17 October 1998

HOW TO PREVENT A MIX-UP

The wrong tank-mix can have dire consequences. Lucy de la Pasture discovers how to avoid problems this autumn.

EVERY sprayer drivers worst nightmare is a mixture that has turned to jelly in the tank. Apart from the difficulties of unblocking pipes and filters, the amalgam in the tank also poses a significant disposal problem.

Reading product labels is a good starting point for avoiding such disasters. However there are a few basic factors influencing compatibility, explains Richard Makepeace of Oxford Agricultural Consultants. These are water volume, formulation and the number of products in the tank.

"Growers applying chemicals in low water volumes are most at risk – the lower the water volume, the greater the chance of a problem arising," explains Mr Makepeace.

Formulation of products will also be a major factor in determining whether or not they will mix. Extreme formulation types, such as wettable powders and emulsifiable concentrates, are often not compatible (eg Benazalox (benazolin + clopyralid) and Fusilade (fluazifop-P-butyl)).

"Salt formulations are often the prime cause of incompatibility," says Mr Makepeace. "They tend to ionise in the water and are then able to destabilise the pesticide."

Two commonly-used salt formulations are manganese sulphate and mecoprop-P or CMPP. The 15% formulations of manganese sulphate in particular, often require constant agitation when in tank mixture. The ultimate incompatibility occurs when these two products are mixed together – a solid gunge is the result.

In situations where manganese needs to be applied to a crop in combination with mecoprop (CMPP), then using a chelated formulation of manganese or a specially formulated inorganic manganese sulphate will avoid the tank-mixing difficulties.

The third major influence on product compatibility is the number of chemicals being added to the tank. "When there are more than three products in a tank-mix, the chances of an incompatibility occurring will increase exponentially," explains Mr Makepeace.

However, compatibility is only part of the story when considering what to tank-mix – crop safety is also a major concern.

"Crop safety problems can occur because of the number of different wetting systems being put together in a tank mix," explains Ms Hayes. "It is often safer to use pre-formulated products in the autumn rather than making your own; for example, use Jolt instead of pendimethalin + IPU."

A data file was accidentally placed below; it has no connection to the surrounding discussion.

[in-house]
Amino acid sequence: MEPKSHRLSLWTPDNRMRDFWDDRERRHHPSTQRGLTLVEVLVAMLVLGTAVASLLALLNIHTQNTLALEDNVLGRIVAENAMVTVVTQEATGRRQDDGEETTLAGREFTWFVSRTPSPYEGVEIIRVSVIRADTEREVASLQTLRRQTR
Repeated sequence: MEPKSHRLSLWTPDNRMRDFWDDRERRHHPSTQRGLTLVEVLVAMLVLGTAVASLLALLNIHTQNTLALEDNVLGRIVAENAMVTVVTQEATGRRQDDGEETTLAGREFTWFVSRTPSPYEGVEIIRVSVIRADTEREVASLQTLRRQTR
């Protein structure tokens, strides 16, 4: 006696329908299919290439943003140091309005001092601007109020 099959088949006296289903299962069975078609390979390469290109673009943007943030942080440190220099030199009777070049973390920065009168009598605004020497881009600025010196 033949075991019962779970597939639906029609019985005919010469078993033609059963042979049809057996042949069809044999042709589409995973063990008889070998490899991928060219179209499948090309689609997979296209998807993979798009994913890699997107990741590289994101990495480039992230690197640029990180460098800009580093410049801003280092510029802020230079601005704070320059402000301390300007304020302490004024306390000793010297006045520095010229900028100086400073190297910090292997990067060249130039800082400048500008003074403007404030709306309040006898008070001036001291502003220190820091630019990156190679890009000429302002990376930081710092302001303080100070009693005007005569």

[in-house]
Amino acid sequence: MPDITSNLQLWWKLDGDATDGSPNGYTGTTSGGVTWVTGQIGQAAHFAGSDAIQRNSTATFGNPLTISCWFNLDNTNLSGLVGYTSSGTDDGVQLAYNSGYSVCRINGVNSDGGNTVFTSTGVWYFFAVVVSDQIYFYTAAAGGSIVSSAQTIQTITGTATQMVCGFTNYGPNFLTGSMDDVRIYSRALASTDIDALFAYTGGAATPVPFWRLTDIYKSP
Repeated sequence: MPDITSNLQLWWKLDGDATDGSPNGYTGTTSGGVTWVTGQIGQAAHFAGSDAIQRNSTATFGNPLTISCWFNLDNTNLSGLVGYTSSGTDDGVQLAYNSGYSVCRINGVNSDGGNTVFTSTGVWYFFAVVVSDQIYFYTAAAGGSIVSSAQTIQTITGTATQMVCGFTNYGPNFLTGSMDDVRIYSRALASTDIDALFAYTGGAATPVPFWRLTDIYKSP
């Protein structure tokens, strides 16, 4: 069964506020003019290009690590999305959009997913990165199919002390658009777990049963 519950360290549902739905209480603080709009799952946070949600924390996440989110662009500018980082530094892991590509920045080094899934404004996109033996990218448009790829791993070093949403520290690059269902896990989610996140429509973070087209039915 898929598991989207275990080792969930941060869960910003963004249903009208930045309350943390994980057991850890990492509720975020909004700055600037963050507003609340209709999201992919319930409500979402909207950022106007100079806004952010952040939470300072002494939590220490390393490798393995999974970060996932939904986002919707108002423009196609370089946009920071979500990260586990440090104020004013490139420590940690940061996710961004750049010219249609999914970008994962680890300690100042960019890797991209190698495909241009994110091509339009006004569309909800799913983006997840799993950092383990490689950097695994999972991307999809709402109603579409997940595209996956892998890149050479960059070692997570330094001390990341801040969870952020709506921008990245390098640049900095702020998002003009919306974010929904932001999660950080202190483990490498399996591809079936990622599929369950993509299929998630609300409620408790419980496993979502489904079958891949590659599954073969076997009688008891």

Equally, some active ingredients are well known for their ability to damage crops under the right conditions. Isoproturon is a prime example, especially when used on barley.

"Wait until crops are frost hardened before applying IPU or if they must be sprayed early, there is no likelihood of frost occurring for at least a week after spraying," advises Cambridgeshire consultant Caroline Hayes.

Cypermethrin (for control of BYDV vectors) is an emulsifiable concentrate (EC) formulation and can hot up tank-mixes, especially when in combination with IPU. The risk of crop damage can be reduced by applying separately to the herbicide.

As far as the number of products in a tank-mix is concerned, a useful rule of thumb is not to exceed three-way mixes in the autumn if safety is an issue and five-way mixes in the spring, advises Ms Hayes.

Another factor which may in some cases affect the efficacy of the tank mixture being sprayed is the pH of the water, according to Brian Lewis of Intracrop.

"Most water is alkaline (pH>7) which can create problems when mixed with a pesticide which is susceptible to breakdown or degradation in alkaline conditions," explains Mr Lewis.

The longer the pesticide is left unsprayed in the tank the greater the loss of performance, which can approach 50% in a few hours. Applying susceptible pesticides as soon as possible will limit degradation but this will still occur until the spray droplet has dried.

Worst mixes and mismatches

Crop What not to mix And Why

WW/WB CMPP + manganese Incompatible. Will form jelly in sulphate the tank

WW CMPP + graminicides Antagonism – the CMPP will pre- eg Cheetah S or Topik vent the graminicide from working. If the graminicide is applied first allow seven days before applying the CMPP or if applied in sequence with CMPP, allow 14 days before applying graminicide

WW/WB Grasp + sulfonylureas Antagonism – to avoid, apply, eg Lexus, Eagle, Grasp either five days before Quantum applying a sulfonylurea or 15 days after

WW Lexus + IPU Antagonism – IPU interferes with Lexus action on some weeds, eg blackgrass and chickweed

OSR Fusilade + Kerb May be oilseed rape varietal restrictions. Refer to distributor for advice on rates

OSR Pilot + oil + Butisan S Crop safety + cypermethrin

OSR Fusilade + Folicur + Crop safety. Causes transient Hallmark chlorosis of crop

OSR Fusilade + Benazalox Crop safety

WW/WB Eagle (after Feb 1) + Crop safety – fungicide can chlorothalonil or encapsulate the Eagle and form propiconazole may be released by addition of deposits in the spray tank which another pesticide when spraying a sensitive crop such as sugar beet

OSR Laser + MBC Both mixes are antagonistic and (eg Bavistin DF) or will reduce weed control Laser + Hallmark + Butisan S

Worst mixes and mismatches